Similar to previous massacres, Sunday's mass shooting in Las Vegas will likely trigger a fresh debate over gun control. But in an interview with DW, a noted scholar on gun violence doubts that much will change.
DW: What is your response to the mass shooting that happened in Las Vegas?
David Hemenway: It is another horrible mass shooting. Every one is unique in its own way, but it is common that it is perpetrated by a male [and] that the male kills himself after killing lots of people. What is interesting here is that it shows that killing at a distance is so easy. It also shows the importance that guns make noise. Otherwise, he would have been able to kill even more people before people realized that something terrible was happening.
What usually happens after mass shootings like this in the US is that a debate over gun control begins. Do you expect that this will happen this time as well?
Yes, there will be a discussion, but the United States has done almost nothing at the federal level about gun control, except to make it even easier for everybody to get a gun. And now all the branches of government are controlled by people who seem to be too much aligned with the gun lobby. I don't think anything is going to happen at the federal level.
In his statement on the shooting, President Donald Trump, who during the campaign had said he would loosen gun laws, refrained from making any political statements. What role do you expect him to play in the gun control debate?
I don't know. He is a little unpredictable in his policy decisions. But the gun lobby seems to have great power in this administration, so I would not expect him to do anything to strengthen the gun laws.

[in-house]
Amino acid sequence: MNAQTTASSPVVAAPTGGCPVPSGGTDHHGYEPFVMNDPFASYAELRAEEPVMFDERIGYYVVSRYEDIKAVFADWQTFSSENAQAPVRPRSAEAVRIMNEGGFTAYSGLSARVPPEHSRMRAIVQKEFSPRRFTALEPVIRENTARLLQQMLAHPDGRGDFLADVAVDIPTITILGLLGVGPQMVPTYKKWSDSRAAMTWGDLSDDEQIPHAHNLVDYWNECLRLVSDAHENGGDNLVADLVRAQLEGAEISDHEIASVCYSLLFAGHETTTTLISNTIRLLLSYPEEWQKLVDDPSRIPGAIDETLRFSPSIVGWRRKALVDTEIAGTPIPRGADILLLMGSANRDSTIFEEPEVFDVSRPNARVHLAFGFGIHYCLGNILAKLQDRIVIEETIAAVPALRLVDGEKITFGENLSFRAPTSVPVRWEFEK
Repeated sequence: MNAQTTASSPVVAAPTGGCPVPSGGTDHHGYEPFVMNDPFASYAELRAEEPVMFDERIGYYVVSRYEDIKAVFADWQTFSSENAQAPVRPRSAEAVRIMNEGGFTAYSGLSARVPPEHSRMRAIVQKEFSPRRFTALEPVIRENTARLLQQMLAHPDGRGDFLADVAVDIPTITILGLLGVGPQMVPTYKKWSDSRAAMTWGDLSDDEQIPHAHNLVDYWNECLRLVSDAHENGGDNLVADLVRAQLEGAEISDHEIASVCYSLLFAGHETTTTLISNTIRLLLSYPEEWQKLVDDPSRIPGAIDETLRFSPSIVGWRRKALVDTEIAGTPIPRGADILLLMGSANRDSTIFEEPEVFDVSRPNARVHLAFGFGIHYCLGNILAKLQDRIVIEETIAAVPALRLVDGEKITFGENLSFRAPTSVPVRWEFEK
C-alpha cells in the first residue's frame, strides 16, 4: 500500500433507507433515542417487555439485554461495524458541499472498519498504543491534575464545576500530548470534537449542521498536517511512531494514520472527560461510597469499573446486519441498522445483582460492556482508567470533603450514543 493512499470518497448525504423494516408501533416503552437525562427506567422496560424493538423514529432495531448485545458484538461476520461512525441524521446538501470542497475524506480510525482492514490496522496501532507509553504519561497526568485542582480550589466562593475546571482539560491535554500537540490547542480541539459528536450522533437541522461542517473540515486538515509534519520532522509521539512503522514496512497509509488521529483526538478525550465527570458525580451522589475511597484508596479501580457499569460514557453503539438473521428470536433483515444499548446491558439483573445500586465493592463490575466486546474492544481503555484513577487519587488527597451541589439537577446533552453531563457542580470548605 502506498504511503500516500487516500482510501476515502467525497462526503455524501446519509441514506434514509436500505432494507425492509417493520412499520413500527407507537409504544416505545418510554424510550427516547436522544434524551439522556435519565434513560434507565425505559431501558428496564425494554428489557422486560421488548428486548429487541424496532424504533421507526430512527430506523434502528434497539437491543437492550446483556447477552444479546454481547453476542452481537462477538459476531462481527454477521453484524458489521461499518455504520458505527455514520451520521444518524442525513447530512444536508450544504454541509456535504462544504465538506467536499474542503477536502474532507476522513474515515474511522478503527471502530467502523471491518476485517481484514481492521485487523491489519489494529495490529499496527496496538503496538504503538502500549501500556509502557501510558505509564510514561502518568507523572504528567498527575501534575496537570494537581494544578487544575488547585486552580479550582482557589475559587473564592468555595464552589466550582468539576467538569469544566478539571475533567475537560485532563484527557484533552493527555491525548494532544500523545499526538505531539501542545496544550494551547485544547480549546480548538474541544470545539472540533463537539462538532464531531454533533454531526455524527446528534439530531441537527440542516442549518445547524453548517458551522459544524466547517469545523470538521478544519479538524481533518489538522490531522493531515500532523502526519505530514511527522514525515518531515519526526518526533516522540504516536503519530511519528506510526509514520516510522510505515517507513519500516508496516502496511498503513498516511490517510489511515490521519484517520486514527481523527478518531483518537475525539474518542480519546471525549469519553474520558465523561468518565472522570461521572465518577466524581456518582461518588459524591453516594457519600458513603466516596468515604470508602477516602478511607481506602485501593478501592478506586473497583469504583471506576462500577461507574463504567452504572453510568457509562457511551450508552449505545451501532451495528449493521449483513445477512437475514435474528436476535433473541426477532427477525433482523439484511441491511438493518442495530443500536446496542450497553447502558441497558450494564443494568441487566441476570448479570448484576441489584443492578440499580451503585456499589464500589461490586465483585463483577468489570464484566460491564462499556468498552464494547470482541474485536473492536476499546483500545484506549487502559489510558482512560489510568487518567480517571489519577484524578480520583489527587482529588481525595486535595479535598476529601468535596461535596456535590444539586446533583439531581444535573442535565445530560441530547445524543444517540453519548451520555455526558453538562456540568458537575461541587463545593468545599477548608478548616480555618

Many people outside the US don't understand why after these mass shootings nothing or very little seems to happen to try to prevent it from taking place again. What must happen to bring about change?
My feeling is that you need some brave conservatives to step up. That's what happened in Australia finally. After the Port Arthur massacre, the conservative prime minister stepped up and said "[we've] got to do something." In the United States it would be something like when we opened up China when I was young. It was just because Richard Nixon, who was a conservative, went there. If a liberal had tried to open up China, it would not have worked. So you really need some brave conservatives to say enough is enough. But it hasn't happened and I don't see it happening yet.
If you don't expect any changes on the national level, do you expect changes on the state level?
After Sandy Hook, what happened was that in states that had strong laws, the laws got stronger and in states that had weak laws, the laws got weaker. And the states with weak laws have lots more guns and lots more gun deaths.
Many surveys done over the years indicate that most Americans would actually support stricter gun control laws. If that is the case, why aren't there stricter gun laws?
Yes, that's always been the case for the last 20 years and nothing has happened at the federal level. I think in the US, single issue lobbies like the [National Rifle Association] have a great deal of power. And the NRA leadership doesn't represent the NRA members in terms of their beliefs on policy issues. But the leadership of these single issues lobbies is typically more radical than their members.
David Hemenway is the director of the Harvard Injury Control Research Center and a professor of health policy at Harvard University. He has written extensively on firearms and violence and launched the National Violent Death Reporting System, a data collection system by the Centers for Disease Control.
The interview was conducted by Michael Knigge.